HEALTH / WELL-BEING

Breast cancer screening and outcomes: an ecological study of county-level female Veteran population density and social vulnerability

Article

This study examines the relationships between nationally representative county-level breast cancer outcomes, mammography screening rates, female veteran population density, and social vulnerability.

Abstract

Introduction: Previous studies have shown that breast cancer incidence rates are higher among female Veterans than the general population due to factors such as increased lifetime exposure to breast cancer risk factors or more accurate detection and surveillance. The present study explored relationships between nationally representative county-level breast cancer outcomes, mammography screening rates, female Veteran population density, and social vulnerability. Methods: Data for the present ecological study were obtained at the county level from the United States Census Bureau, the University of South Carolina’s Hazards and Vulnerability Research Institute (HVRI), and the National Cancer Institute. We conducted ordinary least squares (OLS) multiple regression analyses to determine the relative influence of female Veteran population density, social vulnerability, and mammography screening rates on breast cancer incidence and mortality rates between 2010 and 2014. County-level covariates such as liquor store density, cigarette smoking prevalence, air pollution, and access to healthy foods, were entered into each model to determine the unique influence of each of the main study variables on breast cancer outcomes. Results: County-level breast cancer incidence rates were higher in counties with greater female Veteran population density, lower social vulnerability, and higher mammography screening rates (n¼ 2,698, F¼33.669, p < 0.001). County-level breast cancer mortality rates were higher in counties with lower female Veteran population density, higher social vulnerability, and lower mammography screening rates (n¼1,803, F¼18.180, p < 0.001). Discussion: The results of the present exploratory study were preliminary, and thus further research on relationships examined in this study are needed. However, because female Veterans were shown to live in counties with relatively high mammography screening rates and lower social vulnerability, their risk for mortality from breast cancer may be lower than for the general population – in particular due to early detection and treatment.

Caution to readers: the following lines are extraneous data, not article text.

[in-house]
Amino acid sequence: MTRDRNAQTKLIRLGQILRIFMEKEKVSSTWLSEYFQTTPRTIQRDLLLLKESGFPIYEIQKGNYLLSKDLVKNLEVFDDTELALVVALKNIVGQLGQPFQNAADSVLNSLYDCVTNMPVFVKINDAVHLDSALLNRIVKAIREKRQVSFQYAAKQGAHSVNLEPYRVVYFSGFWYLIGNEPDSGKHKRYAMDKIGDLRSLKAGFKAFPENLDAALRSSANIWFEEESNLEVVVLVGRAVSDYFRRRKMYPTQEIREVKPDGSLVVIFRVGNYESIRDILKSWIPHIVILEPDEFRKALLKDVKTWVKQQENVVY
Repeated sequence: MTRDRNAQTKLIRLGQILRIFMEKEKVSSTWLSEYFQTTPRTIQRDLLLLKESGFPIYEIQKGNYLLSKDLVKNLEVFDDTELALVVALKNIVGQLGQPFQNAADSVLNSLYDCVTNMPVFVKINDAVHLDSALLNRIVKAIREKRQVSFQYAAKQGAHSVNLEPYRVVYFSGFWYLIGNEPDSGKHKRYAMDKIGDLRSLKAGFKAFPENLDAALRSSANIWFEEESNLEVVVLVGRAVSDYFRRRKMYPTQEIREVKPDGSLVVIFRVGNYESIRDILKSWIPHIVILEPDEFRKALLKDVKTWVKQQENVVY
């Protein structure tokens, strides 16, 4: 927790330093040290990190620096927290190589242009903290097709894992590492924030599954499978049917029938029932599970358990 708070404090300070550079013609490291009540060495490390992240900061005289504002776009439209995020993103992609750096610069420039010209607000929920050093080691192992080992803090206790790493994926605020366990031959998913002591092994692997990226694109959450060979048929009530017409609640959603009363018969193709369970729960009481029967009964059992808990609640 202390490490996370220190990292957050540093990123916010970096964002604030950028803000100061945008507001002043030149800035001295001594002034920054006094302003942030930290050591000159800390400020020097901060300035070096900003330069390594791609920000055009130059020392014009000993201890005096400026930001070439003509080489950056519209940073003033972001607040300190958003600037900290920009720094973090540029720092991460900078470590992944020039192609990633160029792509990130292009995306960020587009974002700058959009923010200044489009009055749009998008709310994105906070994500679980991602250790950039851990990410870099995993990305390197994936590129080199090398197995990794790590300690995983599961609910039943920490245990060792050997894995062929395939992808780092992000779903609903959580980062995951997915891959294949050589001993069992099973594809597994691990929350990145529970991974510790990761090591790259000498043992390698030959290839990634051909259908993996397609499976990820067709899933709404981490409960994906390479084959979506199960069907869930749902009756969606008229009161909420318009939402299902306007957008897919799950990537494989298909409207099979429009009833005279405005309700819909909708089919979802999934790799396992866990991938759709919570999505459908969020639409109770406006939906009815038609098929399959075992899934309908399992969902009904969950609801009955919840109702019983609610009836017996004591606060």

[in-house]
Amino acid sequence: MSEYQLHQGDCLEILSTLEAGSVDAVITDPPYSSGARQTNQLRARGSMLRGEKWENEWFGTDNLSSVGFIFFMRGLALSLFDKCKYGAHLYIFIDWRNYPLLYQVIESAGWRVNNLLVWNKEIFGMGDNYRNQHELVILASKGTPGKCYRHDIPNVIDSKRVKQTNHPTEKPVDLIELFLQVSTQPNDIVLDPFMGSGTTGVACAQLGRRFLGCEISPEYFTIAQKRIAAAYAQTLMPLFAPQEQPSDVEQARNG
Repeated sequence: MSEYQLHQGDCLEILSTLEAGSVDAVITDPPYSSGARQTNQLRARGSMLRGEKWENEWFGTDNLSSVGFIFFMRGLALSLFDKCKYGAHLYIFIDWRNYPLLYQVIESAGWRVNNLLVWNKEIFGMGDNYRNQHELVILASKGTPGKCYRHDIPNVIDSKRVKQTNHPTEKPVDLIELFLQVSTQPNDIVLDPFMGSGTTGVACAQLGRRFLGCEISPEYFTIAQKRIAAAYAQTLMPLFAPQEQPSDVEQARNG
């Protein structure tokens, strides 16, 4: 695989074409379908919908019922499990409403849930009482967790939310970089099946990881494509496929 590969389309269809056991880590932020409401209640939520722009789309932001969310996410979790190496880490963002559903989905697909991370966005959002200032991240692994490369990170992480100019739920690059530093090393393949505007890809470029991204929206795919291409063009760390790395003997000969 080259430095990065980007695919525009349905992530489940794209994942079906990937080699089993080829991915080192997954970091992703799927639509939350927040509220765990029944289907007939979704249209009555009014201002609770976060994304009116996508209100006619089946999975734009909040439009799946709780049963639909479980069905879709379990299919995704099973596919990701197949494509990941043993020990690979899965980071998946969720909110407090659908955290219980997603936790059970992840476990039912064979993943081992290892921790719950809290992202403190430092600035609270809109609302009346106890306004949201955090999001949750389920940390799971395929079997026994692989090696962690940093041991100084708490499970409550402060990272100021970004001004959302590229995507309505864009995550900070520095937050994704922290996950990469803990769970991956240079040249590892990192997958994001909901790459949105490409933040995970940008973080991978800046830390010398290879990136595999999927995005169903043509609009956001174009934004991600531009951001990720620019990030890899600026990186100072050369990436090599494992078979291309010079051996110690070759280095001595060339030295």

Full Reference

MacDaniel, J., Diehr, A., Davis, C., Kil, N., and Thomas, K. (2018). Breast cancer screening and outcomes: an ecological study of county-level female Veteran population density and social vulnerability. Journal of Military, Veteran, and Family Health. Vol: 4 (1), p. 51-59.